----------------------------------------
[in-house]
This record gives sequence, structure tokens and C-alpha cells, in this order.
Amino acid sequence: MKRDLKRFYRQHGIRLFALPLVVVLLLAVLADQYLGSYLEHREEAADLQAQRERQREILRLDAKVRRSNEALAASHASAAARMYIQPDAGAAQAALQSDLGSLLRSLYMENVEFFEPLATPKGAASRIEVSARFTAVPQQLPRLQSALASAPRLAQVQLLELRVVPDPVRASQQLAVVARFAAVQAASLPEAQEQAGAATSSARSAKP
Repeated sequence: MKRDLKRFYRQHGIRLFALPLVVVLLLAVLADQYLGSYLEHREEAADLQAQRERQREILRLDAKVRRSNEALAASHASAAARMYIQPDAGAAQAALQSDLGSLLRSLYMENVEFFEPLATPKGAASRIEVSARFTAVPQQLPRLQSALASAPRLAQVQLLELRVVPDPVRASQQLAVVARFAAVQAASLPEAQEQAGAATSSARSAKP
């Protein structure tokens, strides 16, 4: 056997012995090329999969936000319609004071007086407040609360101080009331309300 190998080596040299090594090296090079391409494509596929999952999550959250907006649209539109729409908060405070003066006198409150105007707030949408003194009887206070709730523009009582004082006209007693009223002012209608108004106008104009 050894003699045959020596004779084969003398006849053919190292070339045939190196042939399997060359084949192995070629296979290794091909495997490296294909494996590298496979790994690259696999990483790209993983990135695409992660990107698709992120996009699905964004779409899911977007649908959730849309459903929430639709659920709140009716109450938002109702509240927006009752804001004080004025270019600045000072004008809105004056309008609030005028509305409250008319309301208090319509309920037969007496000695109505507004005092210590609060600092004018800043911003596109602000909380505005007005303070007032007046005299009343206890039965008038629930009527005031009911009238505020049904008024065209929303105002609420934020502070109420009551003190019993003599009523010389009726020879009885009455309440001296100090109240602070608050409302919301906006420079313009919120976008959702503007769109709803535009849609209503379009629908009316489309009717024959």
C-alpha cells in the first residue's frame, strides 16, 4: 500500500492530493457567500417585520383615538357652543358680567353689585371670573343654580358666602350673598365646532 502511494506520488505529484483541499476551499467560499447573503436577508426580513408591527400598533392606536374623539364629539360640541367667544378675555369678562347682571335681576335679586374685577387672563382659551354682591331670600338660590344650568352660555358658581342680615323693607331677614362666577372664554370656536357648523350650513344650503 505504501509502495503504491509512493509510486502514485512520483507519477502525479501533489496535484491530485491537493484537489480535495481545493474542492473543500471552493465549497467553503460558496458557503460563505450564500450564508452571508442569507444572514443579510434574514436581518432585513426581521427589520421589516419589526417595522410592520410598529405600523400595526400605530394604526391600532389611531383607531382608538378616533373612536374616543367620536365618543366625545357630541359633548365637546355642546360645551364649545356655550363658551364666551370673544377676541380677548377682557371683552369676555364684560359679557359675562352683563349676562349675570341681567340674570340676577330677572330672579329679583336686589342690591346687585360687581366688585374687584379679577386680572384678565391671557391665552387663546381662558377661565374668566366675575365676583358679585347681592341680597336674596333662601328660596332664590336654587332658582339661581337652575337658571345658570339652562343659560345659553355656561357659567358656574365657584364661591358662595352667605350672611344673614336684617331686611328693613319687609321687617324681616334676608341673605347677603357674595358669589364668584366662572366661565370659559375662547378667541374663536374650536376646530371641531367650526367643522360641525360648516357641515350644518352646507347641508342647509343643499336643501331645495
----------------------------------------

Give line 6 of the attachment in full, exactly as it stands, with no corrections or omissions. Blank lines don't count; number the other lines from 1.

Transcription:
C-alpha cells in the first residue's frame, strides 16, 4: 500500500492530493457567500417585520383615538357652543358680567353689585371670573343654580358666602350673598365646532 502511494506520488505529484483541499476551499467560499447573503436577508426580513408591527400598533392606536374623539364629539360640541367667544378675555369678562347682571335681576335679586374685577387672563382659551354682591331670600338660590344650568352660555358658581342680615323693607331677614362666577372664554370656536357648523350650513344650503 505504501509502495503504491509512493509510486502514485512520483507519477502525479501533489496535484491530485491537493484537489480535495481545493474542492473543500471552493465549497467553503460558496458557503460563505450564500450564508452571508442569507444572514443579510434574514436581518432585513426581521427589520421589516419589526417595522410592520410598529405600523400595526400605530394604526391600532389611531383607531382608538378616533373612536374616543367620536365618543366625545357630541359633548365637546355642546360645551364649545356655550363658551364666551370673544377676541380677548377682557371683552369676555364684560359679557359675562352683563349676562349675570341681567340674570340676577330677572330672579329679583336686589342690591346687585360687581366688585374687584379679577386680572384678565391671557391665552387663546381662558377661565374668566366675575365676583358679585347681592341680597336674596333662601328660596332664590336654587332658582339661581337652575337658571345658570339652562343659560345659553355656561357659567358656574365657584364661591358662595352667605350672611344673614336684617331686611328693613319687609321687617324681616334676608341673605347677603357674595358669589364668584366662572366661565370659559375662547378667541374663536374650536376646530371641531367650526367643522360641525360648516357641515350644518352646507347641508342647509343643499336643501331645495